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What of George Peppard himself? Well, he didn’t get on with all his fellow cast members if the story about Culea is true, and apparently there wasn’t much love lost between him and Mr. T either. In 1987 while appearing on a show called On The Jazz he told presenter Terry Wogan all about that.

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According to Peppard, Mr. T made unreasonable demands about firing some crew members, including a British wardrobe lady who Peppard liked. In the end they weren’t sacked, but the older actor was still angry. He told Wogan, “It did irritate me. I didn’t speak to him for 16 weeks.” But he added, “We got over that and we went about the show. The show comes first.”

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The show did indeed come first for Peppard, because it made him rich. In 1990 he told the Los Angeles Times, “Four California divorces and 25 years of alimony will see to it you have no money in the bank. It [The A-Team] was a giant boost to my career, and made me a viable actor for other roles.”

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When asked, “You never worried that The A-Team might hurt your career?” Peppard answered, “Hurt my career? [Before The A-Team] I couldn’t get arrested.” Despite an early starring role in Breakfast at Tiffany’s, in the years before being cast as Hannibal, Peppard was broke and had a drinking problem. So The A-Team changed everything for him.

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Sadly one of Hannibal’s habits, the constant cigars, was one that Peppard shared. And it may have led to his death. Because in 1992 he was diagnosed with lung cancer, and only two years later he died of it after getting pneumonia. Even more tragically, he was just about to star in another TV show, a Matlock spin-off called The P.I.

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Peppard may have been one of the biggest names in the cast at first, but it was Mr. T who became the breakout actor of The A-Team. Reportedly this angered Peppard, but he couldn’t do much about it. Everyone wanted more B.A. Baracus, and eventually Mr. T’s salary surpassed the older actor’s.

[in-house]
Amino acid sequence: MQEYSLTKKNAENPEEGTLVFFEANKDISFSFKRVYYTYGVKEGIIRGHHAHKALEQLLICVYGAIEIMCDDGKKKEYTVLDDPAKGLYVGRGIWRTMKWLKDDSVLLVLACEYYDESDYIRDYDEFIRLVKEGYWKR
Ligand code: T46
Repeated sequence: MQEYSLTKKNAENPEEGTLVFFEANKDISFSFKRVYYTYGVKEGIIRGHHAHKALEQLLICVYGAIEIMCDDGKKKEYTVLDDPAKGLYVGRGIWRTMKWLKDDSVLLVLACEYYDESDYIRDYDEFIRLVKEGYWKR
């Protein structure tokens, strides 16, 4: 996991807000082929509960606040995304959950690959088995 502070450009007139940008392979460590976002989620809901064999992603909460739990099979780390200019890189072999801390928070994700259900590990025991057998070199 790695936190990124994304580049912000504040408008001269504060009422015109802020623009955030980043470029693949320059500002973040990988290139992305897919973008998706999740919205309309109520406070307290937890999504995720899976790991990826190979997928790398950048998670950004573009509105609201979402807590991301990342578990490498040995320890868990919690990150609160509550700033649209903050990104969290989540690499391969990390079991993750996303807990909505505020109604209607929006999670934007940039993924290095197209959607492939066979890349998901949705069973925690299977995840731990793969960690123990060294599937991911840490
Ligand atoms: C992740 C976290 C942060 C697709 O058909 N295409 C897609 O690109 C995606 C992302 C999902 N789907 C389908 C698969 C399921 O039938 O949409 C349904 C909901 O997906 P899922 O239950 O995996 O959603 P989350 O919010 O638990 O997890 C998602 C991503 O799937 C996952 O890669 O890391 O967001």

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The details of Mr. T’s early life are fascinating. He worked as a bouncer throughout the mid 1970s, one with a truly badass image. His birth name was Laurence Tureaud, but at the age of 18 he legally changed it to Mr. T. Why? Because having grown up in an era where racism was more common, he was determined that everyone use the respectful moniker of “Mr” for him.

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And Mr. T broke out as an actor when Sylvester Stallone cast him in the film Rocky III. But it was The A-Team that made him a household name. To this day people go around yelling the catchphrase “I pity the fool!”, even though B.A. Bacarus never actually said that on the show. He’d actually said it in, you guessed it, Rocky III.

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Both before and after The A-Team Mr. T led an incredible life. He was diagnosed with T-cell lymphoma in 1995 – the irony of its name was not lost on him – but he didn’t let that slow him down. He continued to dabble in wrestling right up until 2001, getting inducted into the WWE Hall of Fame in 2014.

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Mr. T is still a big guy with a big presence. Most of his famous big chains have gone – he gave them away as an act of solidarity after Hurricane Katrina – but he’s still instantly recognizable. He’s so iconic that when he appears in commercials these days, you would pity the fool who didn’t know who he was.